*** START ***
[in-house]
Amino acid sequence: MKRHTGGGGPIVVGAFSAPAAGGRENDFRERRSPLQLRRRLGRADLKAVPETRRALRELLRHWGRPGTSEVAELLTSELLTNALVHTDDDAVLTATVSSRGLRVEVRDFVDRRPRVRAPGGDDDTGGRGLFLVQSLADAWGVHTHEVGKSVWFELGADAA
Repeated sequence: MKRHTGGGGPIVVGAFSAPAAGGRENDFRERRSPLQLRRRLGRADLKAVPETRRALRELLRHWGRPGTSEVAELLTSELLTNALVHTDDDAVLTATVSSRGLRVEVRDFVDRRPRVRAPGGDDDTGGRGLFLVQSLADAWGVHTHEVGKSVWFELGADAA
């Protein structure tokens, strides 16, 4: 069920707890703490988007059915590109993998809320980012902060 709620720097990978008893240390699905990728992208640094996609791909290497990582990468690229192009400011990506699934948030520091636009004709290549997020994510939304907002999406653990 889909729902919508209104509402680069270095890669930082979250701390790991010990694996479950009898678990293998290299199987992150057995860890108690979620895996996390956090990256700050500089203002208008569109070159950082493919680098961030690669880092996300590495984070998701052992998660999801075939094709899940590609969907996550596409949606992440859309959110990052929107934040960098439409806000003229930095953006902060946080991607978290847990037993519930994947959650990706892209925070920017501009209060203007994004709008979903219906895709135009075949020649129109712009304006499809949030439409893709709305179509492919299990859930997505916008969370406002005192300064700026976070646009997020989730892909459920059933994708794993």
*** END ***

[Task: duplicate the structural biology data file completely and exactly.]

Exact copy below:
[in-house]
Amino acid sequence: MKRHTGGGGPIVVGAFSAPAAGGRENDFRERRSPLQLRRRLGRADLKAVPETRRALRELLRHWGRPGTSEVAELLTSELLTNALVHTDDDAVLTATVSSRGLRVEVRDFVDRRPRVRAPGGDDDTGGRGLFLVQSLADAWGVHTHEVGKSVWFELGADAA
Repeated sequence: MKRHTGGGGPIVVGAFSAPAAGGRENDFRERRSPLQLRRRLGRADLKAVPETRRALRELLRHWGRPGTSEVAELLTSELLTNALVHTDDDAVLTATVSSRGLRVEVRDFVDRRPRVRAPGGDDDTGGRGLFLVQSLADAWGVHTHEVGKSVWFELGADAA
């Protein structure tokens, strides 16, 4: 069920707890703490988007059915590109993998809320980012902060 709620720097990978008893240390699905990728992208640094996609791909290497990582990468690229192009400011990506699934948030520091636009004709290549997020994510939304907002999406653990 889909729902919508209104509402680069270095890669930082979250701390790991010990694996479950009898678990293998290299199987992150057995860890108690979620895996996390956090990256700050500089203002208008569109070159950082493919680098961030690669880092996300590495984070998701052992998660999801075939094709899940590609969907996550596409949606992440859309959110990052929107934040960098439409806000003229930095953006902060946080991607978290847990037993519930994947959650990706892209925070920017501009209060203007994004709008979903219906895709135009075949020649129109712009304006499809949030439409893709709305179509492919299990859930997505916008969370406002005192300064700026976070646009997020989730892909459920059933994708794993």